Mahomes sets the protection correctly and the line and running back do a great job sorting through the pressure. He has Hill on a corner route, and delivers an excellent throw on time, with accuracy. The Raiders actually timed their roll into pressure well, but Mahomes slides away from the front-side pressure and delivers a great ball. Hill just drops it, and the Chiefs have to punt.

Mahomes connected with Kelce later in the quarter for what was nearly a touchdown.

The Raiders again bring pressure and Mahomes rolls right and sees Kelce down the field against a safety. With a defender closing, Mahomes throws a ball up to Kelce to give him a chance to make a play. The ball is an absolute rope, something we shouldn’t be so accustomed to, but we’re just spoiled. It’s out of the reach of the safety and Kelce comes down with it. In the situation, on third down, with the throw deep in Raider territory, I have no issue with taking a risk aggressively downfield. If it’s intercepted, it’s a good punt. Instead, the throw was great, and the Chiefs converted.

Finally, Mahomes’ final touchdown was a third-down conversion.

If the Chiefs don’t get this, they’re kicking a field goal and running the risk of losing the game the way the defense had been playing. Mahomes doesn’t give them that chance. The Chiefs get a man coverage ID with Kelce being followed on the motion. They dial up a mirrored (both sides running the same thing) rub concept to try and create traffic and free up both Chris Conley and Kelce. Hill and Demetrius Harris are running flat routes with Conely and Kelce running underneath them.

Because they know this is man coverage, the Chiefs are trying to make it hard for the defenders to sort through the switch release and traffic to clear the inside receivers. Mahomes has a simple read here on the inside receivers. With Kelce being double teamed, Mahomes works to the left to find an open Conley for a game-sealing touchdown.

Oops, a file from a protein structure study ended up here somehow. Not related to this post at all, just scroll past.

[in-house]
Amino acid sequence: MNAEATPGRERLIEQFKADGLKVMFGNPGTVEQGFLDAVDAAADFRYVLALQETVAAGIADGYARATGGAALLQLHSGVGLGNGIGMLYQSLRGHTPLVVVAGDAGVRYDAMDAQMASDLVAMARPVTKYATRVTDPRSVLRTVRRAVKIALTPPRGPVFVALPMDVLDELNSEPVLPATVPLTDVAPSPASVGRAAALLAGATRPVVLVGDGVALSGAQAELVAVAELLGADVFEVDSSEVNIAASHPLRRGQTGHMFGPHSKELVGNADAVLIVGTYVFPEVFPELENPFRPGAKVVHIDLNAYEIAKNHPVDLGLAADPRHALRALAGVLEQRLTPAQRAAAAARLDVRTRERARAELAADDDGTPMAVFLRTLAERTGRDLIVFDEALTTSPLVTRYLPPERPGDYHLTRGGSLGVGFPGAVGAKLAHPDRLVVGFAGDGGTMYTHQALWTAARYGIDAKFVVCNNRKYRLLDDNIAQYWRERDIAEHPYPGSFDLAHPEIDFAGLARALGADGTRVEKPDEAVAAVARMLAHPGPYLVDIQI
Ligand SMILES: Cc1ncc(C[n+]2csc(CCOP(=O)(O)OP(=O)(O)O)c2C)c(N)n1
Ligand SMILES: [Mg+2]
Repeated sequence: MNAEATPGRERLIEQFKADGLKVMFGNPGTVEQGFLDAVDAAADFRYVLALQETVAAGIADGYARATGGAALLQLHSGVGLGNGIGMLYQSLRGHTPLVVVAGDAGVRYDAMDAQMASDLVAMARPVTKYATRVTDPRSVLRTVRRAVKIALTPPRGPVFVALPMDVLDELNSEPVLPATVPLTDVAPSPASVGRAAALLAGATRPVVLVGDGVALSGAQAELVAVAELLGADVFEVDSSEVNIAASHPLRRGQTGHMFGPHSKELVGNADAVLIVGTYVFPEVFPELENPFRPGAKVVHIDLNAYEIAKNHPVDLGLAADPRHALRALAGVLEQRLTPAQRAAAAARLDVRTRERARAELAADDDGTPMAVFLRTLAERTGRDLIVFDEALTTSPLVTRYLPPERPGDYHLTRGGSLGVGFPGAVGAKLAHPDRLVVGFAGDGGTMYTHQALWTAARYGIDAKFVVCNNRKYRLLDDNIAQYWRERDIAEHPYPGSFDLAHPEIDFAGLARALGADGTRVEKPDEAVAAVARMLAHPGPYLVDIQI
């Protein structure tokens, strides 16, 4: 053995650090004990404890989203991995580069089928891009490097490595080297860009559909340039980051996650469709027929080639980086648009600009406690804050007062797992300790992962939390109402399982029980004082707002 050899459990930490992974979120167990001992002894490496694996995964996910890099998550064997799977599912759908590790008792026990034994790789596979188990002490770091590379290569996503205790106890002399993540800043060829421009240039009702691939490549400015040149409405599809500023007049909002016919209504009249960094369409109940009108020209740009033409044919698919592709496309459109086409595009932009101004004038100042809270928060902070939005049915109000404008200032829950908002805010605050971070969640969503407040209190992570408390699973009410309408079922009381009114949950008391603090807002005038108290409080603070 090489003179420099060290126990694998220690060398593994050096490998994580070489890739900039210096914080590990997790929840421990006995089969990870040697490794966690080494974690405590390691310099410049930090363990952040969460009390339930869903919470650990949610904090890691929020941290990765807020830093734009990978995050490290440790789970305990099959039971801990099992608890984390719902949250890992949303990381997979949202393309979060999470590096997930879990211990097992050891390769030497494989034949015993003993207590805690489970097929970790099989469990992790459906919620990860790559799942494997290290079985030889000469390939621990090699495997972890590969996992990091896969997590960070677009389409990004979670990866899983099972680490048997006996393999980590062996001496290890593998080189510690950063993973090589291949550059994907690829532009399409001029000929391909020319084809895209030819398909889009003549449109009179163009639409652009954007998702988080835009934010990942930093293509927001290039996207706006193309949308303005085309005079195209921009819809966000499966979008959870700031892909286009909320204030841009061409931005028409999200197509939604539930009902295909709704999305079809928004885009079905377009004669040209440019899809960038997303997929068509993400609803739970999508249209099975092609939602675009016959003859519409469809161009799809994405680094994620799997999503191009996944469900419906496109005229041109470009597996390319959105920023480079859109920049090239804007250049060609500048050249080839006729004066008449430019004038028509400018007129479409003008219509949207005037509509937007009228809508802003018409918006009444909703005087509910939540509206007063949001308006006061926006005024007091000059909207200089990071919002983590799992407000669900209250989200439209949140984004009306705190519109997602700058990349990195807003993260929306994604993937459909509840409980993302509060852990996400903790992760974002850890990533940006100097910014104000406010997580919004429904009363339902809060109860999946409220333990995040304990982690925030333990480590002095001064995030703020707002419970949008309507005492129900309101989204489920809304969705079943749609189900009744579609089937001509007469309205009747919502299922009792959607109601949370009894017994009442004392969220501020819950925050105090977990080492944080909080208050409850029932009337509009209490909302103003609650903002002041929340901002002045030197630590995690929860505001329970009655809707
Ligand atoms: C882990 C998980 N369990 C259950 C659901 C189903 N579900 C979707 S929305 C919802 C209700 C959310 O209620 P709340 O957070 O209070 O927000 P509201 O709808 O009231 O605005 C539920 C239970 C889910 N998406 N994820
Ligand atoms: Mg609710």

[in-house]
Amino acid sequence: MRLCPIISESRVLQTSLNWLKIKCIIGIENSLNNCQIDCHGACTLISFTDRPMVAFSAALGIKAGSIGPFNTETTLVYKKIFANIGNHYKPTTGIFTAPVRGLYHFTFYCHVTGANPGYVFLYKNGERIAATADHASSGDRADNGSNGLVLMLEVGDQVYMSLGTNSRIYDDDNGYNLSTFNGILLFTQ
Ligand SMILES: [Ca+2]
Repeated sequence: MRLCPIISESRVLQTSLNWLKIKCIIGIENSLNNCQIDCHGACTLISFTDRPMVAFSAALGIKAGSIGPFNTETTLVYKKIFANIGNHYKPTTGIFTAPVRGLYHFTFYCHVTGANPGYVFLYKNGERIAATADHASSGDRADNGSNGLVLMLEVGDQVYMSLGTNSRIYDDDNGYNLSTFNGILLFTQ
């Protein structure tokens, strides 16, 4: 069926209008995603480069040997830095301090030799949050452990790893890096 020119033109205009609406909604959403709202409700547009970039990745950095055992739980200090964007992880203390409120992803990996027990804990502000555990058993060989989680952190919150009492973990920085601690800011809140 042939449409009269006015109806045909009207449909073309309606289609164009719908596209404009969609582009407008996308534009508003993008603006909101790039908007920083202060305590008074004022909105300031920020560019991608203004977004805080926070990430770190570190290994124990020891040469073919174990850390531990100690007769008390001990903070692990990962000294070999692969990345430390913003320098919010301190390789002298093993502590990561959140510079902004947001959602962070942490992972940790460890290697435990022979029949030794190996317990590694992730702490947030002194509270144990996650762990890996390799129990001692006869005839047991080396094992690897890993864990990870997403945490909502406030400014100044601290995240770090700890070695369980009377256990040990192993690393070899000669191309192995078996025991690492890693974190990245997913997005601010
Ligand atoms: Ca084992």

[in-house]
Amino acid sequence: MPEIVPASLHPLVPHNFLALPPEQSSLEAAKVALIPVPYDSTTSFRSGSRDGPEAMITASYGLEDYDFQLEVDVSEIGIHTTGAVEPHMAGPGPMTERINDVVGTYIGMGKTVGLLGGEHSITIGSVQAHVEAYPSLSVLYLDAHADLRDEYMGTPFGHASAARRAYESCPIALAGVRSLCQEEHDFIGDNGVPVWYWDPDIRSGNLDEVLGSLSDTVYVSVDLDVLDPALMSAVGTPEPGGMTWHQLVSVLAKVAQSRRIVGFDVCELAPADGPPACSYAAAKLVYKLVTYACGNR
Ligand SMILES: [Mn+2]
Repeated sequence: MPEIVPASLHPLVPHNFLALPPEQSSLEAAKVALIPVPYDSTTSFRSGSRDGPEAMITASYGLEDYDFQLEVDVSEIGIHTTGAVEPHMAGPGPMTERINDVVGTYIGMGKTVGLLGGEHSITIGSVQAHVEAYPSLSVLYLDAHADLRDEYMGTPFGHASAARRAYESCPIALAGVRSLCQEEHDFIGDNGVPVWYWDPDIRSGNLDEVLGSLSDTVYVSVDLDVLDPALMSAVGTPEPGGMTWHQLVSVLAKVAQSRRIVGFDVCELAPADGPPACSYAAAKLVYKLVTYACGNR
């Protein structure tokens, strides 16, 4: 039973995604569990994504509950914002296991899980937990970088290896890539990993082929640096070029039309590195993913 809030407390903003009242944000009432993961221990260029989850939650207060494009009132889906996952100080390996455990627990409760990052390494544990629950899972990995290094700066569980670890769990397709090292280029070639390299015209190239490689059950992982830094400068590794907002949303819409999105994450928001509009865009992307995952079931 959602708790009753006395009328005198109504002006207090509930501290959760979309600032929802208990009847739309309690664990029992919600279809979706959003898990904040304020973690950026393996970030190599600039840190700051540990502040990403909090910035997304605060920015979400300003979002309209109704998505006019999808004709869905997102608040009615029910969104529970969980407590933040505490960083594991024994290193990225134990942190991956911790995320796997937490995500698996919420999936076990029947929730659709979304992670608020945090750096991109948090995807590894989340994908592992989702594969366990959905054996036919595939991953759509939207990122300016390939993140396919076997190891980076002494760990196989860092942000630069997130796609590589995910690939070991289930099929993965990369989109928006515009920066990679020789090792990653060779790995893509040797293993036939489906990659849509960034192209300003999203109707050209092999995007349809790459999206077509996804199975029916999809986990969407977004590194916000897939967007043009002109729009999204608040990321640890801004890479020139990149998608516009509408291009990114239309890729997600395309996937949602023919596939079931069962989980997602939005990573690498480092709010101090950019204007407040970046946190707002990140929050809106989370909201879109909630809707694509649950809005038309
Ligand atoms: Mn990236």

We have a few more third-down plays to discuss Wednesday.

Something bad

Funny that one of Hill’s mere two catches came on what should have been an interception.

The Chiefs are working a whip-dig combination inside with Demetrius Harris running the whip route and Hill coming in behind him. If the linebacker bites on Harris, there’s a void to throw to Hill. Mahomes stares down the void he wants to work in and the linebacker reads his eyes and falls off Harris to get his hands on the ball. Luckily, the ball has too much velocity on it and Hill makes a fantastic catch on the deflection to convert. Mahomes needs to be better with his eyes. This could have been a game-changing mistake.


Quarterback anecdote

Every week, I add a quick note about something I’ve picked up about the quarterback position through my time learning and playing the game.

Because quarterbacks are so in tune with gameplan and the overall playbook, coaches may not even need to say the entire play for the quarterback to know exactly what they’re running. The coordinator might start calling the play, and because they’re so well prepared, they could call it correctly even with only a portion of the information. On some plays, coach and QB can even discuss a play on the sidelines with just one or two words of the call. “Hey, you like Seam 74 here?”